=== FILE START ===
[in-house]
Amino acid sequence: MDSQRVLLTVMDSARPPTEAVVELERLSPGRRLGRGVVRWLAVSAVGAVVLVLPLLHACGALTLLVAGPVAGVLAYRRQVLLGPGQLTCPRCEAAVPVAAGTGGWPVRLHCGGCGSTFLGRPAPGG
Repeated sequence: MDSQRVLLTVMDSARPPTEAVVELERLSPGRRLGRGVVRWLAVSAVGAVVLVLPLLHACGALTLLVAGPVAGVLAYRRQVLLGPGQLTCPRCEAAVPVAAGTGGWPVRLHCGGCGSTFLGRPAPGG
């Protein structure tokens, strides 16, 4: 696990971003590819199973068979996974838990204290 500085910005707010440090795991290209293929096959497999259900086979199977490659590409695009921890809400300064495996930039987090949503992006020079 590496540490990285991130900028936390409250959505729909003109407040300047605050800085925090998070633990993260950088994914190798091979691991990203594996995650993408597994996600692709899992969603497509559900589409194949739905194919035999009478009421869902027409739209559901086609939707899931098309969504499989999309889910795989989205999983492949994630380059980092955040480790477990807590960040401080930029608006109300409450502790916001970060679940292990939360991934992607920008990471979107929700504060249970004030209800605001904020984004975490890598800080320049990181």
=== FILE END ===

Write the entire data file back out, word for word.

[in-house]
Amino acid sequence: MDSQRVLLTVMDSARPPTEAVVELERLSPGRRLGRGVVRWLAVSAVGAVVLVLPLLHACGALTLLVAGPVAGVLAYRRQVLLGPGQLTCPRCEAAVPVAAGTGGWPVRLHCGGCGSTFLGRPAPGG
Repeated sequence: MDSQRVLLTVMDSARPPTEAVVELERLSPGRRLGRGVVRWLAVSAVGAVVLVLPLLHACGALTLLVAGPVAGVLAYRRQVLLGPGQLTCPRCEAAVPVAAGTGGWPVRLHCGGCGSTFLGRPAPGG
């Protein structure tokens, strides 16, 4: 696990971003590819199973068979996974838990204290 500085910005707010440090795991290209293929096959497999259900086979199977490659590409695009921890809400300064495996930039987090949503992006020079 590496540490990285991130900028936390409250959505729909003109407040300047605050800085925090998070633990993260950088994914190798091979691991990203594996995650993408597994996600692709899992969603497509559900589409194949739905194919035999009478009421869902027409739209559901086609939707899931098309969504499989999309889910795989989205999983492949994630380059980092955040480790477990807590960040401080930029608006109300409450502790916001970060679940292990939360991934992607920008990471979107929700504060249970004030209800605001904020984004975490890598800080320049990181």